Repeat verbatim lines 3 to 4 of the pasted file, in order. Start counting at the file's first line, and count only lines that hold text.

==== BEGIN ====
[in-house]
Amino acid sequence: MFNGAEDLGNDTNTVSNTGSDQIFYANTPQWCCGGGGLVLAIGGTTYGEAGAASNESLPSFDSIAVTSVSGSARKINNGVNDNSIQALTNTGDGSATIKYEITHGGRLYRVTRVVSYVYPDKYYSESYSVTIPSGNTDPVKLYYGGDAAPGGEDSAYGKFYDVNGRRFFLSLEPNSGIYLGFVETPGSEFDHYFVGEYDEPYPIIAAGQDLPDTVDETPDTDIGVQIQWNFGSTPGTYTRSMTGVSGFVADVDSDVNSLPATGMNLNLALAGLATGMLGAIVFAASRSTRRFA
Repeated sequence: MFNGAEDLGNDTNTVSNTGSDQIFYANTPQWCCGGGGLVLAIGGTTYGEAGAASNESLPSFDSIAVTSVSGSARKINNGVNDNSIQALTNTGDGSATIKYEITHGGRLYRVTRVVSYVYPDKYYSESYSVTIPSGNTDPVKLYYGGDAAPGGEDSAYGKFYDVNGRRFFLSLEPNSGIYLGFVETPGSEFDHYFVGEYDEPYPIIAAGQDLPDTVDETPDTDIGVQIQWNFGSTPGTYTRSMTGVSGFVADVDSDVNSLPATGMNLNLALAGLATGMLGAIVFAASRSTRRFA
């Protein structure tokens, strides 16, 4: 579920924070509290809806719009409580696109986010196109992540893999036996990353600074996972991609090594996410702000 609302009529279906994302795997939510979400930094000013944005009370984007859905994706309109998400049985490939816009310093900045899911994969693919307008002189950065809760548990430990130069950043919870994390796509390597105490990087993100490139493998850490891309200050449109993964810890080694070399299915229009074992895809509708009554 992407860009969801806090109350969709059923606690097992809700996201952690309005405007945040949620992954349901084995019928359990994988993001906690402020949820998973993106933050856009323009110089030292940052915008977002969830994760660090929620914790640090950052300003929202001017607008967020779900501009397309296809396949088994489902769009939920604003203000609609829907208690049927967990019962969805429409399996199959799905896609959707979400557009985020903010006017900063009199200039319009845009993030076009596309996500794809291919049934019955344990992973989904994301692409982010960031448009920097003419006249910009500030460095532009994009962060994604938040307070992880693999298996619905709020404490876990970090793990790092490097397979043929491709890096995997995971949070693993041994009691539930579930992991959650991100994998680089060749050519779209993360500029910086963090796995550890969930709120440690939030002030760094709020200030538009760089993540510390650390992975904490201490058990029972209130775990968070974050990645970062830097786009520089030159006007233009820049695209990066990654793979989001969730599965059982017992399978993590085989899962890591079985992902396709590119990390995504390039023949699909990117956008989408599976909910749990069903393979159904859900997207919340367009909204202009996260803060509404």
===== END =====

Repeated sequence: MFNGAEDLGNDTNTVSNTGSDQIFYANTPQWCCGGGGLVLAIGGTTYGEAGAASNESLPSFDSIAVTSVSGSARKINNGVNDNSIQALTNTGDGSATIKYEITHGGRLYRVTRVVSYVYPDKYYSESYSVTIPSGNTDPVKLYYGGDAAPGGEDSAYGKFYDVNGRRFFLSLEPNSGIYLGFVETPGSEFDHYFVGEYDEPYPIIAAGQDLPDTVDETPDTDIGVQIQWNFGSTPGTYTRSMTGVSGFVADVDSDVNSLPATGMNLNLALAGLATGMLGAIVFAASRSTRRFA
């Protein structure tokens, strides 16, 4: 579920924070509290809806719009409580696109986010196109992540893999036996990353600074996972991609090594996410702000 609302009529279906994302795997939510979400930094000013944005009370984007859905994706309109998400049985490939816009310093900045899911994969693919307008002189950065809760548990430990130069950043919870994390796509390597105490990087993100490139493998850490891309200050449109993964810890080694070399299915229009074992895809509708009554 992407860009969801806090109350969709059923606690097992809700996201952690309005405007945040949620992954349901084995019928359990994988993001906690402020949820998973993106933050856009323009110089030292940052915008977002969830994760660090929620914790640090950052300003929202001017607008967020779900501009397309296809396949088994489902769009939920604003203000609609829907208690049927967990019962969805429409399996199959799905896609959707979400557009985020903010006017900063009199200039319009845009993030076009596309996500794809291919049934019955344990992973989904994301692409982010960031448009920097003419006249910009500030460095532009994009962060994604938040307070992880693999298996619905709020404490876990970090793990790092490097397979043929491709890096995997995971949070693993041994009691539930579930992991959650991100994998680089060749050519779209993360500029910086963090796995550890969930709120440690939030002030760094709020200030538009760089993540510390650390992975904490201490058990029972209130775990968070974050990645970062830097786009520089030159006007233009820049695209990066990654793979989001969730599965059982017992399978993590085989899962890591079985992902396709590119990390995504390039023949699909990117956008989408599976909910749990069903393979159904859900997207919340367009909204202009996260803060509404």